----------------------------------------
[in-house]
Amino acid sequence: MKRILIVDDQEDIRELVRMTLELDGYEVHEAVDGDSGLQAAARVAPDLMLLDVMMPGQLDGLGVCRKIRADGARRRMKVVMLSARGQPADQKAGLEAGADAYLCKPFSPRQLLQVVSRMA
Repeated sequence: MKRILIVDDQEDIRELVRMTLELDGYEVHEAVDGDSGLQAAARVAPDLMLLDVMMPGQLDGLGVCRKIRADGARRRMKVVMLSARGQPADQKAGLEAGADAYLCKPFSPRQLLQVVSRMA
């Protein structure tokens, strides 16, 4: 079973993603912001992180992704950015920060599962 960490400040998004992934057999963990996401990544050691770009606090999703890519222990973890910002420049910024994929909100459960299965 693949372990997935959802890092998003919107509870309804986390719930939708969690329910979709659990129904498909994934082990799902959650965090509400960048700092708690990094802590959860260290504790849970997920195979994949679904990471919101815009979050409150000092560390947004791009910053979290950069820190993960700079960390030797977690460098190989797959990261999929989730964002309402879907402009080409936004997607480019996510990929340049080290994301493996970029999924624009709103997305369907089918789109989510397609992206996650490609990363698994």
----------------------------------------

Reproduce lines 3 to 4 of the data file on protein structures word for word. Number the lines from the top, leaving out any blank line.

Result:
Repeated sequence: MKRILIVDDQEDIRELVRMTLELDGYEVHEAVDGDSGLQAAARVAPDLMLLDVMMPGQLDGLGVCRKIRADGARRRMKVVMLSARGQPADQKAGLEAGADAYLCKPFSPRQLLQVVSRMA
């Protein structure tokens, strides 16, 4: 079973993603912001992180992704950015920060599962 960490400040998004992934057999963990996401990544050691770009606090999703890519222990973890910002420049910024994929909100459960299965 693949372990997935959802890092998003919107509870309804986390719930939708969690329910979709659990129904498909994934082990799902959650965090509400960048700092708690990094802590959860260290504790849970997920195979994949679904990471919101815009979050409150000092560390947004791009910053979290950069820190993960700079960390030797977690460098190989797959990261999929989730964002309402879907402009080409936004997607480019996510990929340049080290994301493996970029999924624009709103997305369907089918789109989510397609992206996650490609990363698994």